September 29, 2008

Clickjacking -- the new browser wipe-out

News is circulating about Clickjacking, an undisclosed vulnerability that effects all browsers (with the exception of Lynx, which you don't use :) . Apparently although exploit code is somewhat hard, it is an impressive result. Your browser is owned, once again.

Hattip to BigMac, who might be the last person on the planet using Lynx. There appears to be limited options right now:

From my side, I wonder whether another possibility is to close all tabs, restart the browser, do your sensitive work, then shut it all down again.

OK, that's just idle speculation on my part, but it is worth thinking about. A large component of the current breaches are a result of the browser being a general purpose tool with not only cross-admin-border protocols, but also parallel applications in play. Not generally a good idea in security thinking, and it means that the browser can only ever work in medium security modes.

Also, I have another open question: should NoScript become standard recommendations for Mon'N'Pop ?

Posted by iang at September 29, 2008 10:21 AM | TrackBack

Actually, I use elinks every now and then, really ;)

Posted by: BigMac at September 29, 2008 10:52 AM

After having been involved in trouble shooting a network integrity problem in the 70s related to automatic scripting ... i've always run with no scripting, no plug-ins, no cookies, no automatic application.

I've found only a few sites that figure they absolutely need it ... so i have two browsers instances with different personalities open at the same time in different workspaces. The 2nd personality has noscript plug-in configured.

This is basically a form of the virtualization theme ... keeping things strongly isolated/partitioned. For the really paranoid there is process that automagically creates a whole virtual machine (from scratch) for browser session ... and then the whole thing is scrubbed/discarded.

This is also related to the theme about virtualization being used eliminating the current traditional desktop operating systems and replacing it with a virtual machine layer with multiple "virtual appliances" ... basically drastically simplified monitors for specific environments (increasing security since it eliminates a lot of the complexity that contributes to vulnerabilities).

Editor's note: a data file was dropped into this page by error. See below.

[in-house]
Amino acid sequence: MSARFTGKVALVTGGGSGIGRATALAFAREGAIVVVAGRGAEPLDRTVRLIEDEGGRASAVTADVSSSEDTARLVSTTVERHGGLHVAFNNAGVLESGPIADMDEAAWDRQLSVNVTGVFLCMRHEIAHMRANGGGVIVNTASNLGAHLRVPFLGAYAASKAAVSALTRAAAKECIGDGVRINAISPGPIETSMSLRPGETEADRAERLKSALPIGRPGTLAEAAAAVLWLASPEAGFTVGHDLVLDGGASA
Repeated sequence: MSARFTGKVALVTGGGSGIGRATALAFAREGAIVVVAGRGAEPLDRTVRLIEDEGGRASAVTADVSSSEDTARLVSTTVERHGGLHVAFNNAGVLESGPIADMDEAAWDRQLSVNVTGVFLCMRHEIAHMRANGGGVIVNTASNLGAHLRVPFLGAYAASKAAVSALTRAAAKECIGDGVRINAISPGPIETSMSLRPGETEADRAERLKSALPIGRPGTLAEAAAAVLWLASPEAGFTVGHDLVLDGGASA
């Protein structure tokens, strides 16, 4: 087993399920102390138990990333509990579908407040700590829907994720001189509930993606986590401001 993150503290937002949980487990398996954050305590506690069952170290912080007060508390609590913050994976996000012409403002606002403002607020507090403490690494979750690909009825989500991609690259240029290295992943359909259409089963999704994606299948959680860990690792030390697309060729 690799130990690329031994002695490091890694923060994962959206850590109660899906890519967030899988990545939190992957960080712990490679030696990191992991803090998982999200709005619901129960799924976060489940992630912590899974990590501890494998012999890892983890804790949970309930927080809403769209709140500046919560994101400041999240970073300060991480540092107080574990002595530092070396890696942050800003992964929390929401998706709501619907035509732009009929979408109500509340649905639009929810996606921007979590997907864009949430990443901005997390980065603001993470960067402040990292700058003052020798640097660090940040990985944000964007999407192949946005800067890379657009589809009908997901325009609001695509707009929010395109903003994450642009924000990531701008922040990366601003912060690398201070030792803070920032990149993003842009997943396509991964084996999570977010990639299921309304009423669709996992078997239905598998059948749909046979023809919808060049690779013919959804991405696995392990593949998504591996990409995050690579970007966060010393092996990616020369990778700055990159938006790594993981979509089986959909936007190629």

this was somewhat the cp67 & cms implementation from the 60s.

40+ yrs virtualization experience, online at home since Mar70

Posted by: Lynn Wheeler at September 29, 2008 11:05 AM

I have been raring to nominate noScript but I want more usability improvements.

1. I want someway to subscribe to whitelist - so that the admin or someone trusted could whitelist items easily

2. I want noScript to allow trivial JS, like allow JS to resize CSS boxes etc. , disallow ALL that is even a little advanced. I don't know whether this is even possible in JScript .

And in general make it less cryptic for mom and pop.

Posted by: anonymous at September 29, 2008 02:47 PM

Whilst "install NoScript" sounds like a great idea short term, what happens when attention is given to NoScript and - like most products given sufficient attention - NoScript is found wanting? We need to bear in mind that people don't take lightly to "do this" and then a month later they're told to stop doing just what they've been told and change once again.

I subscribe to Lynn's view of thinking. I, too, have two different browsers, Firefox and Opera: first for normal browsing, second for banking, purchases, etc.

Posted by: Saso at September 30, 2008 12:17 AM

Since the exploit is said not to require Javascript, it may well be based on CSS (say, hiding a malicious link or form under something innocuous and relying on the event cascade to deliver clicks to it). If the exploit truly doesn't need Javascript then NoScript will only protect you to the extent that it inconveniences the bad guy a little.

Posted by: Mark Seecof at October 1, 2008 06:41 PM

the mom&pop noscript shouldn't have a 'allow scripts Globally' function. Neither should an (the same?) enterprise version of the software. Looking at the rate of features of the noscript plugin I'm wondering if I'll ever understand what its really doing. I still use it though.

Posted by: dan at October 7, 2008 08:16 AM
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